Thursday, March 24, 2016

Jesus didn't come to die

I do not believe Jesus died for our sins.

For many of you, that may be a shocking statement. Bear with me.

I find no sufficient evidence to support substitutionary atonement. Believing in it allows us to let humanity off the hook for killing him, allows us to feel something other than anger and guilt.

Last year on Good Friday I couldn’t help but make the connection between Jesus’s crucifixion and the many murders of black and brown people in America that had taken place in the last year, the many court cases ending in “no indictment.” I posted this sermon by Sara Miles, author of Take This Bread, as a poignant vocalization of many of my feelings. It's worth the read.

This year I’m thinking of the revolutions around the world including #BlackLivesMatter in America and #RhodesMustFall in South Africa. I’m thinking of the treatment protesters receive:  the tear gas, rubber bullets, brutal beatings, and illegal arrests. I’m thinking of all the terrorists attacks and how they only make headlines when white people die. I’m thinking of politics in America and what those at the margins - refugees, immigrants, POC, queers - have at stake. And I weep as Jesus wept.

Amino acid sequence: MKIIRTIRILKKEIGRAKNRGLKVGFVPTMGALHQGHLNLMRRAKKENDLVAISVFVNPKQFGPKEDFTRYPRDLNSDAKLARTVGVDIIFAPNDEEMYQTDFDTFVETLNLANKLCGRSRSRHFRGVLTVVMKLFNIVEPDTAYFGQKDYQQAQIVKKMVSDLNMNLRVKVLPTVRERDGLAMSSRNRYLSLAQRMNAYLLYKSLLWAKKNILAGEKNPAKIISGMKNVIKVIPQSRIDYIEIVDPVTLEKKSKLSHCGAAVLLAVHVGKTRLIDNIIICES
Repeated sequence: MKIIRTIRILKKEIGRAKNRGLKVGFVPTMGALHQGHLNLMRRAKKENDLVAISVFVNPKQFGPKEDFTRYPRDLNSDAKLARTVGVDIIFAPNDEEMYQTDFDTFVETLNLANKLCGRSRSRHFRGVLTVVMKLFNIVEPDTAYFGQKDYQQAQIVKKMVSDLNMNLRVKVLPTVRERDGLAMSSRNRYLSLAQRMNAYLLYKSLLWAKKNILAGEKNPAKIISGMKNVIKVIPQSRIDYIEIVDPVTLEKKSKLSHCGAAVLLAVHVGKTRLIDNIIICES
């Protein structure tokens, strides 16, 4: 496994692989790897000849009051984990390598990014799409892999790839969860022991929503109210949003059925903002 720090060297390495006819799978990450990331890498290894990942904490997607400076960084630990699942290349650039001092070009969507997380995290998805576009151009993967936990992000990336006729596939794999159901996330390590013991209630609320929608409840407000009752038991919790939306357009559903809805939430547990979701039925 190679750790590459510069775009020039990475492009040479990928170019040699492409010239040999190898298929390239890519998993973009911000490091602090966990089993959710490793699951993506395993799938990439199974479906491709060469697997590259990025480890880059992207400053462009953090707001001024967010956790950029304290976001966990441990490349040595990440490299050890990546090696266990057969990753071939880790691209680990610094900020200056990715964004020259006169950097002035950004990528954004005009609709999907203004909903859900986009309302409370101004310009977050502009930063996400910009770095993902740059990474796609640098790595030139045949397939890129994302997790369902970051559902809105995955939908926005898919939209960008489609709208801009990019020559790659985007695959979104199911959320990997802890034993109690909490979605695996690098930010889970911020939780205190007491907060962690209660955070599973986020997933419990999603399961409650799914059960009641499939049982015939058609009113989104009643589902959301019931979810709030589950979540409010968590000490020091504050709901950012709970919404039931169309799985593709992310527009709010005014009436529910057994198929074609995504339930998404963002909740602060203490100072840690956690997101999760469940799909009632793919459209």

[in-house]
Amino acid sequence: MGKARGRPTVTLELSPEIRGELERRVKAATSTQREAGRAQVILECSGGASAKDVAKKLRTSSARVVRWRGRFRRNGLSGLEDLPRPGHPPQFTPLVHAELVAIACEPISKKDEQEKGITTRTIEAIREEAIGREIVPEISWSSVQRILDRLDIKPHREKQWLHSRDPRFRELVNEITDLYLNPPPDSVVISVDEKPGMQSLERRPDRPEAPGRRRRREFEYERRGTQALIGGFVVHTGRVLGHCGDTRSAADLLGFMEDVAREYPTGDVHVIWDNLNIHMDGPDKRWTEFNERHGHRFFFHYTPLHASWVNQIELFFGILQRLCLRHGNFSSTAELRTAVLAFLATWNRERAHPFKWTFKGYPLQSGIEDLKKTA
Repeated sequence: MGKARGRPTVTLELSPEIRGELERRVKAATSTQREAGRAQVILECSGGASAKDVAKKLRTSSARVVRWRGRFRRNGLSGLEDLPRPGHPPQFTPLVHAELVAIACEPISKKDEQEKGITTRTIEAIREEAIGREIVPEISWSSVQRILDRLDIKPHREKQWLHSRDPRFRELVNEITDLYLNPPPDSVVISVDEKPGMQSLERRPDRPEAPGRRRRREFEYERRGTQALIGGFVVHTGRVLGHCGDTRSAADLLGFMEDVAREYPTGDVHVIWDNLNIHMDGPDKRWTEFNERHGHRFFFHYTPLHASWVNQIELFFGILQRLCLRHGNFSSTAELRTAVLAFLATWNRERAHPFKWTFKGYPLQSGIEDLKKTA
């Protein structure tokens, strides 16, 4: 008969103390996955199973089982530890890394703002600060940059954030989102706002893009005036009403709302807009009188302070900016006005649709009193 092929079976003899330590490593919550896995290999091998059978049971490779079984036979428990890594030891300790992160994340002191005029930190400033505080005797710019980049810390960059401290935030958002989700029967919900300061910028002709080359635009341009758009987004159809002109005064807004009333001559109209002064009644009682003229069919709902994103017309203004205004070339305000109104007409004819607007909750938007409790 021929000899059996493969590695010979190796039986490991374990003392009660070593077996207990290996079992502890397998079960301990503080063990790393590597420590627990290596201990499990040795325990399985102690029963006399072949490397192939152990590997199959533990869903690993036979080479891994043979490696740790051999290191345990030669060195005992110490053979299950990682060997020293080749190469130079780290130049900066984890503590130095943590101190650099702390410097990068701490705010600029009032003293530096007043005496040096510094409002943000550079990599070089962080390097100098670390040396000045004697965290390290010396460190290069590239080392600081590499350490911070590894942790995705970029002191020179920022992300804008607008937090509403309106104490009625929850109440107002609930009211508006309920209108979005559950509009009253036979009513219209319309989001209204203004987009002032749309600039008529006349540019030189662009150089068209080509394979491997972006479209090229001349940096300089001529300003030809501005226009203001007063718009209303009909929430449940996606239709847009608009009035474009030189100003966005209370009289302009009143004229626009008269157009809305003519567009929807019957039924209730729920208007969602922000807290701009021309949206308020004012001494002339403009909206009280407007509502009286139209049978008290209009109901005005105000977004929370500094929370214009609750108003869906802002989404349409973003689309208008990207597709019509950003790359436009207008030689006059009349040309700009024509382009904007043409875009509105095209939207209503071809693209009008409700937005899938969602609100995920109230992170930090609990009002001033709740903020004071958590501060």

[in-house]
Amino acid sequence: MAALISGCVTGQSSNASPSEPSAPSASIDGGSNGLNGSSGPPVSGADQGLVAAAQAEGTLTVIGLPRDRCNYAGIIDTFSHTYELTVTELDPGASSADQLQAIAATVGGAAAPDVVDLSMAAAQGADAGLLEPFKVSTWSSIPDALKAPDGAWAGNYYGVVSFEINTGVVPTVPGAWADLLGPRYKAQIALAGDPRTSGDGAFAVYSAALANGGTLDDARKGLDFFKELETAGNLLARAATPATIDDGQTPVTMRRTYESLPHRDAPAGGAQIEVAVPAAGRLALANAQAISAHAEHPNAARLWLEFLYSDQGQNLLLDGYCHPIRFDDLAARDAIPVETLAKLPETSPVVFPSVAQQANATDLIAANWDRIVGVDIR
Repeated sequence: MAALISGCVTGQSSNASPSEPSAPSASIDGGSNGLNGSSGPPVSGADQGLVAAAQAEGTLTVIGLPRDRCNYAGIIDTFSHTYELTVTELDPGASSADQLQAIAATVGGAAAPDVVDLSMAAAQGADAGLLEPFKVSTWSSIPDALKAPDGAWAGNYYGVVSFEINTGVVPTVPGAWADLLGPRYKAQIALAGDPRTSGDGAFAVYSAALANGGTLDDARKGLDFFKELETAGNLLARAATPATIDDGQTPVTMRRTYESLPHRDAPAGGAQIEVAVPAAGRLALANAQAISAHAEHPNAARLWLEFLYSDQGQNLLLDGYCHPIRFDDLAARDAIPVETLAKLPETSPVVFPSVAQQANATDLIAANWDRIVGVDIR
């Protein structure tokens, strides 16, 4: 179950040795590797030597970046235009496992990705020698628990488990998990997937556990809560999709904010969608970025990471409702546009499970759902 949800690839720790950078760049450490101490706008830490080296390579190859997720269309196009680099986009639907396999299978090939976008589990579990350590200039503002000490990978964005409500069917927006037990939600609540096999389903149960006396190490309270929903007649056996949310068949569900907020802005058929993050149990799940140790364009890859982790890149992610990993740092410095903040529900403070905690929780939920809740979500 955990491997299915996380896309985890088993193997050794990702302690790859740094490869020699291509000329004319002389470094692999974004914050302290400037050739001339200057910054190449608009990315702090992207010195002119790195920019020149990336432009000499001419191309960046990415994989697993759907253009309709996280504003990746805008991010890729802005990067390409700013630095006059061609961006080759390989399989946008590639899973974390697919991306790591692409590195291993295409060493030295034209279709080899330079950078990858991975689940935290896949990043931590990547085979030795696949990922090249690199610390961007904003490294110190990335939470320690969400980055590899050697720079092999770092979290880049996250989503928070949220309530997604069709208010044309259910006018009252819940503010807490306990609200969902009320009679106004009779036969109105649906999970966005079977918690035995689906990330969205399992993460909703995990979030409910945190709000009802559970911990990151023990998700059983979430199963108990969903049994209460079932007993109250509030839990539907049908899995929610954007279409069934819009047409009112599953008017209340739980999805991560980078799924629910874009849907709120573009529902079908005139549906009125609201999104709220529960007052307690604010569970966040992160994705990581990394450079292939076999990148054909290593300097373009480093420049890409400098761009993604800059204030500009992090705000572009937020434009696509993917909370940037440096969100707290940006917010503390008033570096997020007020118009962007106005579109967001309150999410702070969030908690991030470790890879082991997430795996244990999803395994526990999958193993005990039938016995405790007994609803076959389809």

Jesus came to live. He came to be the hands and feet of God. He came to show us a better way and to free us from our dogma. Jesus was killed because he posed a threat to those in power. He was killed because he stood up for the marginalized, because he dared to challenge the status quo, because he believed in a better way. He got angry, he yelled, and he flipped tables. He rolled with “the wrong crowd.” He was dirty and homeless. We would kill him all over again. We kill people everyday for reminding us of him, for refusing to silently accept the way things are as the way they must be.

By insisting that Jesus came to die, we are like Pilate washing the blood off our hands, claiming it had to be this way, that it was God’s will. No indictment. Not guilty. We are guilty. We had divinity walking among us, and we killed him because he didn’t say what we wanted to hear.

There is nothing inherently good about Good Friday. The good news is that Jesus came to free us from our sin - not through his death but through his life. The good news is that he forgave those who killed him. The good news is that he believed humanity is worth saving, that we are capable of more. The good news is the hope that comes with Easter morning - the persistent hope that love can triumph in the end. This is the hope that keeps me going when I am overwhelmed by oppressive systems, pervasive inequality, and the complicity of myself and others.

This Good Friday don’t wash the blood off your hands. Let's honor Jesus’s life by continuing his work in the world, holding out that radical bit of Easter hope that in the battle between competing forces - in the world and in our own hearts - love will win.

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